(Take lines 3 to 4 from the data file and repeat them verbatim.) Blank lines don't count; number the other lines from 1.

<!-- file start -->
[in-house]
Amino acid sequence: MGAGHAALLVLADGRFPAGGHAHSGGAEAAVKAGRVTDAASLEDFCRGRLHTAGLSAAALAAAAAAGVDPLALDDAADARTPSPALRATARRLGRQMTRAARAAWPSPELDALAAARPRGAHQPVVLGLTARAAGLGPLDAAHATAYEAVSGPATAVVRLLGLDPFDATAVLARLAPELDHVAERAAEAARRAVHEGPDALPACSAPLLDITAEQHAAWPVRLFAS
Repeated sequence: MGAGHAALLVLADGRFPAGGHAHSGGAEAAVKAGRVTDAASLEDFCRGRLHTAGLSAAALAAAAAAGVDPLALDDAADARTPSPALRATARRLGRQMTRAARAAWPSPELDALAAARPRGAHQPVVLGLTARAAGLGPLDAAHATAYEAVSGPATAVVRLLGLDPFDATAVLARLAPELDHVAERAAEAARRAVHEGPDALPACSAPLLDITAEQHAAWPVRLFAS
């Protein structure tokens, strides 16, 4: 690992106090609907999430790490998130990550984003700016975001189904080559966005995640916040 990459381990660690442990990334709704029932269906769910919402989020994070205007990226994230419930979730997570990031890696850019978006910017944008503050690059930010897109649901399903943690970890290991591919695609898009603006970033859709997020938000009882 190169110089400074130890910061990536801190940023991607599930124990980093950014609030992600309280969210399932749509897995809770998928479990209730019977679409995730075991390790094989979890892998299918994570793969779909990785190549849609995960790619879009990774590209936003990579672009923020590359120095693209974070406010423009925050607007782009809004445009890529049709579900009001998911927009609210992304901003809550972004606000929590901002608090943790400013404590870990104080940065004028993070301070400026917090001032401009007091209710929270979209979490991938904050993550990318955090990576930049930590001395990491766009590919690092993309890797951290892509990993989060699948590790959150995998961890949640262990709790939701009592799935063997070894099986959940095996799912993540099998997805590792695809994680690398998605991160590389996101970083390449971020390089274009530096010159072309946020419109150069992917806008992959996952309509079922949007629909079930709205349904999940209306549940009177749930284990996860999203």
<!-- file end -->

Repeated sequence: MGAGHAALLVLADGRFPAGGHAHSGGAEAAVKAGRVTDAASLEDFCRGRLHTAGLSAAALAAAAAAGVDPLALDDAADARTPSPALRATARRLGRQMTRAARAAWPSPELDALAAARPRGAHQPVVLGLTARAAGLGPLDAAHATAYEAVSGPATAVVRLLGLDPFDATAVLARLAPELDHVAERAAEAARRAVHEGPDALPACSAPLLDITAEQHAAWPVRLFAS
């Protein structure tokens, strides 16, 4: 690992106090609907999430790490998130990550984003700016975001189904080559966005995640916040 990459381990660690442990990334709704029932269906769910919402989020994070205007990226994230419930979730997570990031890696850019978006910017944008503050690059930010897109649901399903943690970890290991591919695609898009603006970033859709997020938000009882 190169110089400074130890910061990536801190940023991607599930124990980093950014609030992600309280969210399932749509897995809770998928479990209730019977679409995730075991390790094989979890892998299918994570793969779909990785190549849609995960790619879009990774590209936003990579672009923020590359120095693209974070406010423009925050607007782009809004445009890529049709579900009001998911927009609210992304901003809550972004606000929590901002608090943790400013404590870990104080940065004028993070301070400026917090001032401009007091209710929270979209979490991938904050993550990318955090990576930049930590001395990491766009590919690092993309890797951290892509990993989060699948590790959150995998961890949640262990709790939701009592799935063997070894099986959940095996799912993540099998997805590792695809994680690398998605991160590389996101970083390449971020390089274009530096010159072309946020419109150069992917806008992959996952309509079922949007629909079930709205349904999940209306549940009177749930284990996860999203």